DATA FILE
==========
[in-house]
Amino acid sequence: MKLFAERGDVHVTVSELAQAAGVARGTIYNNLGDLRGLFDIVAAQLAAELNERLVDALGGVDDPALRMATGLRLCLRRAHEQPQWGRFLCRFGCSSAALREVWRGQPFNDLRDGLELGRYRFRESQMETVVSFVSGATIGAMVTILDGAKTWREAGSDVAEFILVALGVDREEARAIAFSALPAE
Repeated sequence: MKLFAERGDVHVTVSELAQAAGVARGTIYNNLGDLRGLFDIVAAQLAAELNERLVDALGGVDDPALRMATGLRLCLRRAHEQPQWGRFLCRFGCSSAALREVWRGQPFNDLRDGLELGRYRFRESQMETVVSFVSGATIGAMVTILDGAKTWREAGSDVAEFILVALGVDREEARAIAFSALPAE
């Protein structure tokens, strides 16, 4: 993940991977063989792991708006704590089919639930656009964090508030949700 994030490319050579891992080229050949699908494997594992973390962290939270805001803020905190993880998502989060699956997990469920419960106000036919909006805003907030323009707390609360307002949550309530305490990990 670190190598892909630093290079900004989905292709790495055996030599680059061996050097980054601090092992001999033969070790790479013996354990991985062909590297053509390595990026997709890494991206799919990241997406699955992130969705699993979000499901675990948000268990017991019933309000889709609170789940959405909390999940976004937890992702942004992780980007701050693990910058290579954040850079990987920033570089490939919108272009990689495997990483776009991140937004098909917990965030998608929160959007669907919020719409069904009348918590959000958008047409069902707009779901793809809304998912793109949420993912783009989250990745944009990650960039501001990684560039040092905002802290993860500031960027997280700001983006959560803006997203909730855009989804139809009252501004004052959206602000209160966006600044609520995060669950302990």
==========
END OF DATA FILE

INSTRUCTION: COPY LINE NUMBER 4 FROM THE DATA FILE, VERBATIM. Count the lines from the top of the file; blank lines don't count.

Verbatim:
């Protein structure tokens, strides 16, 4: 993940991977063989792991708006704590089919639930656009964090508030949700 994030490319050579891992080229050949699908494997594992973390962290939270805001803020905190993880998502989060699956997990469920419960106000036919909006805003907030323009707390609360307002949550309530305490990990 670190190598892909630093290079900004989905292709790495055996030599680059061996050097980054601090092992001999033969070790790479013996354990991985062909590297053509390595990026997709890494991206799919990241997406699955992130969705699993979000499901675990948000268990017991019933309000889709609170789940959405909390999940976004937890992702942004992780980007701050693990910058290579954040850079990987920033570089490939919108272009990689495997990483776009991140937004098909917990965030998608929160959007669907919020719409069904009348918590959000958008047409069902707009779901793809809304998912793109949420993912783009989250990745944009990650960039501001990684560039040092905002802290993860500031960027997280700001983006959560803006997203909730855009989804139809009252501004004052959206602000209160966006600044609520995060669950302990």